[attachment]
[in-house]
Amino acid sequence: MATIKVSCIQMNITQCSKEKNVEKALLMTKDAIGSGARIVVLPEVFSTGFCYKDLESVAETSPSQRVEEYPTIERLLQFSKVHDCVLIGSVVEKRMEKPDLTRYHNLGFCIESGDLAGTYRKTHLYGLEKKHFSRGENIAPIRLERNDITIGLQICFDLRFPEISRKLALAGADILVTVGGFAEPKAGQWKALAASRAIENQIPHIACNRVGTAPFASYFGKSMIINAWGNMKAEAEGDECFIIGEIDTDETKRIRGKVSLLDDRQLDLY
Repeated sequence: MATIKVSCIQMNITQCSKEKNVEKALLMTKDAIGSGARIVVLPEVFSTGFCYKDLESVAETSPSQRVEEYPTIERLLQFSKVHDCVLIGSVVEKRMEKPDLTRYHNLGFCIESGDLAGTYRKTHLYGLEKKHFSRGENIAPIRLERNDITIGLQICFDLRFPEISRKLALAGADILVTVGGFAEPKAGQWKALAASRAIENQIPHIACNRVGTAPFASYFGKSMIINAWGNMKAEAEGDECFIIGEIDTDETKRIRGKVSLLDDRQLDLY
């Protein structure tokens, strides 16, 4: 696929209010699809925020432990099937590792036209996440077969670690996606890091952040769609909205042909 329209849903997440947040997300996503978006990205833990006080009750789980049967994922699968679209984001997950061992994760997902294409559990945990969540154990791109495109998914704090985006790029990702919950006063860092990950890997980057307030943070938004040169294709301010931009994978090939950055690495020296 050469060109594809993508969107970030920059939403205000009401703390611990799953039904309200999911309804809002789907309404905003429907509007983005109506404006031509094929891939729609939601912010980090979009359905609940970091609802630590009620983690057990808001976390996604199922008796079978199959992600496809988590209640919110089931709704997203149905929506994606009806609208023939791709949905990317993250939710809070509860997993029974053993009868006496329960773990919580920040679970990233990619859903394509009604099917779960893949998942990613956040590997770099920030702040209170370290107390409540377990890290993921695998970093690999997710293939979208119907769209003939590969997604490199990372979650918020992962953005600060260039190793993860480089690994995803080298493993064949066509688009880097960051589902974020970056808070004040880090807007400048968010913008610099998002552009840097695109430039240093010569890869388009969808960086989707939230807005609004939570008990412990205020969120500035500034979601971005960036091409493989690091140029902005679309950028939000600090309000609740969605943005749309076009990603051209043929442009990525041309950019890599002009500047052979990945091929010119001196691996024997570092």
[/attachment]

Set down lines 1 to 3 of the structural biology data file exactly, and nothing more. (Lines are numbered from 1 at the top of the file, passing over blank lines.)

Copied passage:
[in-house]
Amino acid sequence: MATIKVSCIQMNITQCSKEKNVEKALLMTKDAIGSGARIVVLPEVFSTGFCYKDLESVAETSPSQRVEEYPTIERLLQFSKVHDCVLIGSVVEKRMEKPDLTRYHNLGFCIESGDLAGTYRKTHLYGLEKKHFSRGENIAPIRLERNDITIGLQICFDLRFPEISRKLALAGADILVTVGGFAEPKAGQWKALAASRAIENQIPHIACNRVGTAPFASYFGKSMIINAWGNMKAEAEGDECFIIGEIDTDETKRIRGKVSLLDDRQLDLY
Repeated sequence: MATIKVSCIQMNITQCSKEKNVEKALLMTKDAIGSGARIVVLPEVFSTGFCYKDLESVAETSPSQRVEEYPTIERLLQFSKVHDCVLIGSVVEKRMEKPDLTRYHNLGFCIESGDLAGTYRKTHLYGLEKKHFSRGENIAPIRLERNDITIGLQICFDLRFPEISRKLALAGADILVTVGGFAEPKAGQWKALAASRAIENQIPHIACNRVGTAPFASYFGKSMIINAWGNMKAEAEGDECFIIGEIDTDETKRIRGKVSLLDDRQLDLY